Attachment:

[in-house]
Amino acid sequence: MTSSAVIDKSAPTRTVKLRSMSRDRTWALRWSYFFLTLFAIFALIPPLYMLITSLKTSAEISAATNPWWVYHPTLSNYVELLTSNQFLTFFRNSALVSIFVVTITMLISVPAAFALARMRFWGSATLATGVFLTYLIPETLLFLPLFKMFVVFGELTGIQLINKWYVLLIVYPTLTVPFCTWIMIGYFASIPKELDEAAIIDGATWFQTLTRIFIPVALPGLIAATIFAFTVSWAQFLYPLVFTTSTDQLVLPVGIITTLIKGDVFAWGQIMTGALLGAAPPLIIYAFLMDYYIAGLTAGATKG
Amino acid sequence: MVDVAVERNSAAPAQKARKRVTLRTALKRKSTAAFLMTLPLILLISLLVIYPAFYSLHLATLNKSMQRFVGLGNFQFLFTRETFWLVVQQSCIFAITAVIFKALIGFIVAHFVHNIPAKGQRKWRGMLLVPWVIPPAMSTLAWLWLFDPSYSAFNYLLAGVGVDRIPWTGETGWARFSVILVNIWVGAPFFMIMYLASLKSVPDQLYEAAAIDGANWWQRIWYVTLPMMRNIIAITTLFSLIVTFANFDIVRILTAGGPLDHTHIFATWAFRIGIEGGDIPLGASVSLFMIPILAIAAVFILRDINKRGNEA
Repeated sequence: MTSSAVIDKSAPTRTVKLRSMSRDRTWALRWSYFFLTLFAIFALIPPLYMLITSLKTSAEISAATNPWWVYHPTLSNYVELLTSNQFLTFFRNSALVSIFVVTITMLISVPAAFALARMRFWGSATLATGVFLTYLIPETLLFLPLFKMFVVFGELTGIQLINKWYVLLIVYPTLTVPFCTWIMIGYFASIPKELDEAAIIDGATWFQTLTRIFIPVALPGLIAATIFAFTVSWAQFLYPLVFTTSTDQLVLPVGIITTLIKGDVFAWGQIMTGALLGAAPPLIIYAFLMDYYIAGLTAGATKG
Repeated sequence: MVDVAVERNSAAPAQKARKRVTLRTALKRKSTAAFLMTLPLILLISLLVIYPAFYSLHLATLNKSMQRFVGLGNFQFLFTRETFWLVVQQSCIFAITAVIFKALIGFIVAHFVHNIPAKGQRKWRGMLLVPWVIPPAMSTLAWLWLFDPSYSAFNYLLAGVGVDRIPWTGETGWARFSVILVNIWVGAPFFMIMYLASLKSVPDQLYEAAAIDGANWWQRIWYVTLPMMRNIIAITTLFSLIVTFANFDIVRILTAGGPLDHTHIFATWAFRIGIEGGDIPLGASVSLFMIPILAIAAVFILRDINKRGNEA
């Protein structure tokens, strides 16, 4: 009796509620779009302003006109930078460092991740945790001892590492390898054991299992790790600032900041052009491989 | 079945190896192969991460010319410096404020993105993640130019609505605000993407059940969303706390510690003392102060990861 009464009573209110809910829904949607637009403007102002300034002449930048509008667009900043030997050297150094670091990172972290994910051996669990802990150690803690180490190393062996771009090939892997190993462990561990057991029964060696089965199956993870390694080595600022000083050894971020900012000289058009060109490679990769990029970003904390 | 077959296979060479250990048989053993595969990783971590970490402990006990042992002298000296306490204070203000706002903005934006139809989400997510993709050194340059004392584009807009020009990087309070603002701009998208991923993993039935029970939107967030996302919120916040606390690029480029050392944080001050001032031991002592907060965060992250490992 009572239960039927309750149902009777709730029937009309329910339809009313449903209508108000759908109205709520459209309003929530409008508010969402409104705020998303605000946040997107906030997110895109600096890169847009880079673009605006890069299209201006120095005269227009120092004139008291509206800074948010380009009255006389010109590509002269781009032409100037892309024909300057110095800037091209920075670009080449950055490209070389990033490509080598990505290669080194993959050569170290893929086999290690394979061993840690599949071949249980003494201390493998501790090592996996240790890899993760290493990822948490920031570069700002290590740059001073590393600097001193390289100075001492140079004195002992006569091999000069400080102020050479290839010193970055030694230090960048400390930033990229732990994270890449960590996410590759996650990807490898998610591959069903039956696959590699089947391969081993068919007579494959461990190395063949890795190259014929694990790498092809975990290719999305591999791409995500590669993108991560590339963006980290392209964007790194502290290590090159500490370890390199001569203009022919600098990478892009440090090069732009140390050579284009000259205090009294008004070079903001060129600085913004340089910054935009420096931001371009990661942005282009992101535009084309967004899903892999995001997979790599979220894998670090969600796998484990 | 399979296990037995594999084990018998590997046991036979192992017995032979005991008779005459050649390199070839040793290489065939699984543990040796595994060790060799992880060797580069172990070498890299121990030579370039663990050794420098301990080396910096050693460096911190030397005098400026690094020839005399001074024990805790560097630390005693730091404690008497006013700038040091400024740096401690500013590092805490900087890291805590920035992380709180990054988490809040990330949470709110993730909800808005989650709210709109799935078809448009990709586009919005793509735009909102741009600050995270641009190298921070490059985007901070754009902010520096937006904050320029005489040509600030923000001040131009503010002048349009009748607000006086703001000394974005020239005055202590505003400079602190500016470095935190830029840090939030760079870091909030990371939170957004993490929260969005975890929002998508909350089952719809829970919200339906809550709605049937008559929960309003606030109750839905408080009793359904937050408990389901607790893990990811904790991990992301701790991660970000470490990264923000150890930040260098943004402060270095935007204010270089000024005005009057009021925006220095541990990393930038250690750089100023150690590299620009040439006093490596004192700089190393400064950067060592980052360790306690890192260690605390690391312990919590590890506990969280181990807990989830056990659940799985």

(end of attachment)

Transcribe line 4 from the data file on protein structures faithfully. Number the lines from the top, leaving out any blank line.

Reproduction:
Repeated sequence: MTSSAVIDKSAPTRTVKLRSMSRDRTWALRWSYFFLTLFAIFALIPPLYMLITSLKTSAEISAATNPWWVYHPTLSNYVELLTSNQFLTFFRNSALVSIFVVTITMLISVPAAFALARMRFWGSATLATGVFLTYLIPETLLFLPLFKMFVVFGELTGIQLINKWYVLLIVYPTLTVPFCTWIMIGYFASIPKELDEAAIIDGATWFQTLTRIFIPVALPGLIAATIFAFTVSWAQFLYPLVFTTSTDQLVLPVGIITTLIKGDVFAWGQIMTGALLGAAPPLIIYAFLMDYYIAGLTAGATKG